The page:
Ball In Your Court Blog, Cell Phones, Cell Towers, Craig Ball, Evidence, Geolocation Data, Legal Technology
Location. Location. Location., by Craig Ball, Ball In Your Court Blog
Okay, you have to admit that it’s pretty cool when a judge calls to pick your brain! – CCE
I’m peripatetic. My stuff lives in Austin; but, I’m in a different city every few days. Lately looking for a new place for my stuff to await my return, I’m reminded of the first three rules of real estate investing: 1. Location; 2. Location and 3. Location.
Location has long been crucial in trial, too: ‘So, you claim you were at home alone on the night of November 25, 2014 when this heinous crime was committed! Is that what you expect this jury to believe?’ If you can pinpoint people’s locations at particular times, you can solve crimes. If you have precise geolocation data, you can calculate speed, turn up trysts, prove impairment and even show who had the green light. Location and time are powerful tools to implicate and exonerate.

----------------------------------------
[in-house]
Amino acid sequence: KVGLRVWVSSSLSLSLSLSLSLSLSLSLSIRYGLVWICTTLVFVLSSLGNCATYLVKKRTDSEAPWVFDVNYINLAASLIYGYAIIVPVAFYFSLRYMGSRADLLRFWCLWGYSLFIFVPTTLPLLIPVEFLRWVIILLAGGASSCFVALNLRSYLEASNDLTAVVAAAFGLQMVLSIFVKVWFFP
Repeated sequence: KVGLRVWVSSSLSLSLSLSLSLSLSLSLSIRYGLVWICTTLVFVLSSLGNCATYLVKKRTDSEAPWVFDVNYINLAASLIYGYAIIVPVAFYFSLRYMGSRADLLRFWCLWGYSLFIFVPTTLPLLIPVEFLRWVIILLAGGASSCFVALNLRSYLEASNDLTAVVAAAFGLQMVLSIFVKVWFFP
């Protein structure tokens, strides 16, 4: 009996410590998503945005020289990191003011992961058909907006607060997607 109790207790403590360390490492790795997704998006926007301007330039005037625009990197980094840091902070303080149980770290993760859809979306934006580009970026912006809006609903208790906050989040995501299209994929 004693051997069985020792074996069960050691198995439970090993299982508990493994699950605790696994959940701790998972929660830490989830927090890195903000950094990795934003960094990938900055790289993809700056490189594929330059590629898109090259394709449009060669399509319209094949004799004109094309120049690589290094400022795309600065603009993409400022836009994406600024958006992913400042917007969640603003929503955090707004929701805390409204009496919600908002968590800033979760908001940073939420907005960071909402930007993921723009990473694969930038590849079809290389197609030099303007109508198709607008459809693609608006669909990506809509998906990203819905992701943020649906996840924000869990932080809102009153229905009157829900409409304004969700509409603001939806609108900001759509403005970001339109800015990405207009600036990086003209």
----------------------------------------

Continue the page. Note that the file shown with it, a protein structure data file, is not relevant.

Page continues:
A judge called today to inquire about ways in which cell phones track and store geolocation data. He wanted to know what information is recoverable from a seized phone. I answered that, depending upon the model and its usage, a great deal of geolocation data may emerge, most of it not tied to making phone calls. Tons of geolocation data persist both within and without phones.
Cell phones have always been trackable by virtue of their essential communication with cell tower sites. . . .
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